Disease expert tells us what might be next in Oregon’s battle against COVID, flu

By Jenn Chávez (OPB)
Jan. 11, 2023 1 p.m. Updated: Jan. 11, 2023 5:14 p.m.
A file photo of a positive result on a COVID-19 test strip.

A file photo of a positive result on a COVID-19 test strip.

Marta Lavandier / AP


Over 9,000 Oregonians have died from COVID-19 since the start of the pandemic. Hospitals are currently crowded with patients suffering from the “tripledemic” of RSV, flu and COVID-19. And a new variant of COVID known as “kraken” has come to the forefront.

What should we expect from the global pandemic in 2023? For help sorting it out, OPB’s Jenn Chávez spoke to Dr. Bill Messer. He’s a physician and scientist specializing in viral infectious diseases at Oregon Health & Science University.

Jenn Chávez: So let’s start off with this new COVID variant XBB.1.5. It’s also known as “kraken.” It seems to be the most transmissible variant yet, but like earlier subvariants of omicron, it has relatively mild symptoms. Is that on trend with what we can likely expect going forward: COVID is around forever, but it just starts to look more and more like the flu?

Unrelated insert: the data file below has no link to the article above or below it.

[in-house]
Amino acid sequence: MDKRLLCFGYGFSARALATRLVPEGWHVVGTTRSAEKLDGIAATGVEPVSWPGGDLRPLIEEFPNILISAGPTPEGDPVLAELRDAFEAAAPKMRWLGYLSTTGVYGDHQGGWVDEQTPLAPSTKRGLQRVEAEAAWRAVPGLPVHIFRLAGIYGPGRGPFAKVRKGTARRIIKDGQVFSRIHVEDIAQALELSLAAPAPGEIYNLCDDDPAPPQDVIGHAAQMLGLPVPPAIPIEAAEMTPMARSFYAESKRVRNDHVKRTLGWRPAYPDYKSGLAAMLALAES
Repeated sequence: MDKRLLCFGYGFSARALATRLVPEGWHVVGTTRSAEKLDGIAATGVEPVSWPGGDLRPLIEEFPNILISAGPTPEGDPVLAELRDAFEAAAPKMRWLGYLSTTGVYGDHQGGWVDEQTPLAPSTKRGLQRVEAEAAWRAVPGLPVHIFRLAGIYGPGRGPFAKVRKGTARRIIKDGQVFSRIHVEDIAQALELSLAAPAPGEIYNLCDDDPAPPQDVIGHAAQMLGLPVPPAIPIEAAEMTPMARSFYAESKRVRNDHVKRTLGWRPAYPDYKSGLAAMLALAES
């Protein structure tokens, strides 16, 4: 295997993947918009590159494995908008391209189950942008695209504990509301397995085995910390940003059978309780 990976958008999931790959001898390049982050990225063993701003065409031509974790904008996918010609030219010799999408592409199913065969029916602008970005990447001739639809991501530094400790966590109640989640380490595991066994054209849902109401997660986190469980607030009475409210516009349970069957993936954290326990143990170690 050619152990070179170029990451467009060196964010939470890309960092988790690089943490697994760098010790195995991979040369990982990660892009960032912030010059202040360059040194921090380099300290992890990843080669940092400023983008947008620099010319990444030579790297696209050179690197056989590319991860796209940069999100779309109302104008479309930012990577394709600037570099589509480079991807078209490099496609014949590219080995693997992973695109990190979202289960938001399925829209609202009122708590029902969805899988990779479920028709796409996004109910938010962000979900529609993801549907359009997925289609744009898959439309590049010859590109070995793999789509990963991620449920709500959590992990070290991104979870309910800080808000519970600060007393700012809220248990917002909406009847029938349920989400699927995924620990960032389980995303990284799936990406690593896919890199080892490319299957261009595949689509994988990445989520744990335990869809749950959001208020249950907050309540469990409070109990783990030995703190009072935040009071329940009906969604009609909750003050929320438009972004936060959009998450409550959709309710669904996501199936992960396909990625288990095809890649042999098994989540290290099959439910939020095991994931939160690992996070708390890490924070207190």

Bill Messer: I think broadly speaking, that’s a reasonable assumption to make. But one of the things that we’ve learned about SARS-CoV-2 is that it has the capacity to throw curve balls all the time. Most of those curve balls have been around transmissibility: We’ve thought we’ve seen the most transmissible coronavirus yet, and then another variant emerges that is even more transmissible. So far, as you pointed out, those variants have not tended to make us sicker than the previous variants. And it’s important to remember that the virus’s objective — if you want to think of it as something that has goals and motivations — is to be transmitted from one person to another person so that it can be replicated. It isn’t necessarily to make us any sicker; only if making us sicker actually improves its transmissibility. Giving us symptoms like coughing and runny noses does improve its transmissibility, but landing us in the hospital, for example, doesn’t necessarily. So the virus is always evolving to be transmissible, to make it from one person to another, and whether or not it makes us sicker is not necessarily what it’s trying to do. But if, in that evolutionary process, there is something about the way that we get sick that also contributes to its ability to transmit, then that could emerge. That seems less likely at this point, but I think that remains a possibility, which is one of the reasons we really need to continue to keep an eye on this virus: It is not done changing.